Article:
Doctor Bitcoin

A man known as “Doctor Bitcoin” is facing prison time after helping criminals to store stolen assets in Bitcoin.

Buying Bitcoin with cash

One of the ways that criminals often hope to use Bitcoin is to ensure that they have an asset that cannot be taken from them: Bitcoin is a network that offers its users some of the highest property rights in the world, and this is extremely useful if criminals want to keep hold of their coins.

Not only this, but when Bitcoin is bought in a non-KYC manner using cash, it becomes far more difficult for the authorities to locate and confiscate.

First and foremost, they can’t be sure that it even exists, or that one has spent cash to acquire Bitcoin.

Secondly, even if the authorities were aware that cash had been spent in order to acquire Bitcoin, they would not easily be able to locate the Bitcoin without knowing the address of the recipient. This makes it difficult for them to track future criminal money flows.

Lottery scams are common in Nigeria and are common in the wider crypto sphere as well.

Local Bitcoins has been a popular place for buying and selling Bitcoin for quite some time now. As the largest peer to peer trading platform for Bitcoin, it offers the opportunity for people to exchange Bitcoin not only via bank transaction, but also with other payments methods – including cash.

There are even alternatives for those who want even more privacy, such as Local Monero. As a privacy coin that is entirely private on the layer one, there is no cryptocurrency that offers better protection by default against prying eyes.

“Doctor Bitcoin” may now be going to prison

Mark Hopkins’ role in the “cash to crypto” scheme was one of an advisor and facilitator.

According to a press release by the authorities, Mark Hopkins accepted cash in exchange for facilitating sales of Bitcoin.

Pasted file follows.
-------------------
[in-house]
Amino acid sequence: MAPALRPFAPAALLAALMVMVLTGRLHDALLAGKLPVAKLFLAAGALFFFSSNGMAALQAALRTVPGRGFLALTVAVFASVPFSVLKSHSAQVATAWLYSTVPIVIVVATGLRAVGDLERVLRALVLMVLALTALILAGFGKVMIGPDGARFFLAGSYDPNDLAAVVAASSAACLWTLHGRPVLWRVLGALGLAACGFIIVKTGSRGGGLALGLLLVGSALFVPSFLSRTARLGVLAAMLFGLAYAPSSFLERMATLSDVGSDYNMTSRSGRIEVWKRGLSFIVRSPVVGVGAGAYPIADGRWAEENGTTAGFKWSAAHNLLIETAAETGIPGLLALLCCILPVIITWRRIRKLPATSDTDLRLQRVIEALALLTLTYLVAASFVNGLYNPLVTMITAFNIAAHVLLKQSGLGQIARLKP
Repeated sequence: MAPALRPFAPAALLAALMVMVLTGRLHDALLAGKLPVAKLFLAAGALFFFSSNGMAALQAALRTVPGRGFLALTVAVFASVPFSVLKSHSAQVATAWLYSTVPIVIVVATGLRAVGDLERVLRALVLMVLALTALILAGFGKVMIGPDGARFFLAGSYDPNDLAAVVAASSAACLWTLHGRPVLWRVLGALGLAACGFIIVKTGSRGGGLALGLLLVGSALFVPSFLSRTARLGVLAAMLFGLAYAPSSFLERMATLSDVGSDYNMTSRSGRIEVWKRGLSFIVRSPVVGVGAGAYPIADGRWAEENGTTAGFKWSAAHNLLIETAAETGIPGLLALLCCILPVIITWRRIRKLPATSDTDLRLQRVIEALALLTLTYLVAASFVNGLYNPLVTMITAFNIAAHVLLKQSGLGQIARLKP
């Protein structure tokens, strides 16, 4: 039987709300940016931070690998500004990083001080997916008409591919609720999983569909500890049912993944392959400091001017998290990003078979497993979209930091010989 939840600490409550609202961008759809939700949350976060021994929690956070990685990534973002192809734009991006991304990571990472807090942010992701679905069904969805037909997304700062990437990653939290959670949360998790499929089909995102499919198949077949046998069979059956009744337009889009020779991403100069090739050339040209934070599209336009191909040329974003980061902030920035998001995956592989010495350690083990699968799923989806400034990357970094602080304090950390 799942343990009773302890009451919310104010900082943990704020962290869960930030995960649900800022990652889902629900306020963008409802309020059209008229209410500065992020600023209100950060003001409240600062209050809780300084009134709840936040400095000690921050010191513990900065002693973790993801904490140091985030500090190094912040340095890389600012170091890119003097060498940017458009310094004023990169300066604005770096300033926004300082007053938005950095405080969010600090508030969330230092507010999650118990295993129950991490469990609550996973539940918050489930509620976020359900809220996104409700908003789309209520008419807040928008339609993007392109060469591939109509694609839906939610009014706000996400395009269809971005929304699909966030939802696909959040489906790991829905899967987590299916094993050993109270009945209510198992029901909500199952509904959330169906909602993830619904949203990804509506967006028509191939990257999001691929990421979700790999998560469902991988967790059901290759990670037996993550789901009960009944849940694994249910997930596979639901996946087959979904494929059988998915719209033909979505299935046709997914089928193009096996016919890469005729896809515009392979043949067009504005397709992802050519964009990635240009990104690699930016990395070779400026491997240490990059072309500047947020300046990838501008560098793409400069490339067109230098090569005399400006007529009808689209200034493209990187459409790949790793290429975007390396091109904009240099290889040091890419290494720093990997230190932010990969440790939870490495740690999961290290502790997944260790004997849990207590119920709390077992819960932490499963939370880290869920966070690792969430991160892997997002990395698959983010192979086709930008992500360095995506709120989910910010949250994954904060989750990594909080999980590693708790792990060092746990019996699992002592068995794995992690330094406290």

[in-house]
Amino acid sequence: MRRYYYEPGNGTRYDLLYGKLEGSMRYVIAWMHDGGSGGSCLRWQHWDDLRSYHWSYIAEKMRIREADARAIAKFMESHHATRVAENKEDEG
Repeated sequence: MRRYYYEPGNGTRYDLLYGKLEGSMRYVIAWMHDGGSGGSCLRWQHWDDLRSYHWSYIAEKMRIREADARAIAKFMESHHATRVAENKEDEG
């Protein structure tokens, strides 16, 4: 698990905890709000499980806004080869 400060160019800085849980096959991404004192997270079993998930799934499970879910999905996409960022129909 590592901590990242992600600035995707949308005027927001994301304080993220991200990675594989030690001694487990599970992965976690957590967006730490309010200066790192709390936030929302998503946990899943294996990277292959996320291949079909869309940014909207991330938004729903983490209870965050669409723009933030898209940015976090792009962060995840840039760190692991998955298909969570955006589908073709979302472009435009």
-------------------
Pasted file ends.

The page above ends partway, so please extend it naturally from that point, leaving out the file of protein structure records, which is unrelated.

It appears that someone known only to the court as “MH” approached Hopkins, who in turn received large sums of illicit funds in US dollars. The source of the money itself was from a lottery scam operating in Nigeria.

The contention that the authorities had with “Doctor Bitcoin” wasn’t that he was directly running the lottery scam in Nigeria, but that he helped the perpetrators to hide their funds.

In addition to this, when not personally facilitating the transactions, Hopkins would advise the criminals to transact in dollars below an amount that was required to be flagged by law: rather than dealing in batches of $10k at a time, he would recommend that the criminals didn’t move more than $9,500 per transaction.

Money laundering being prosecuted heavily in crypto

Money laundering has always been one of the crimes that the state has always had the largest problem with.  A major reason why this is such a concern to the state is that a proliferation of “dark money” and “dark power” threatens the status quo.

North Korean hacker group Lazarus is expected to have conducted a series of crimes in the blockchain space over the past few years and are known to have tried to anonymise many of their funds by using the Tornado Cash coin mixer.

As more regulation comes to the space, which appears to be something of an inevitable trend despite the fact that many areas of crypto are already very regulated, many people believe that it will become more and more difficult for this sort of fraudulent activity to occur.

Last month, the US decided to sanction Tornado Cash, which means that any US citizen who interacts with the service henceforth could be in violation of sanctions and be liable to serve 30 years in prison.

In this case, it appears that “Doctor Bitcoin” is now facing a maximum penalty of up to five years in prison.

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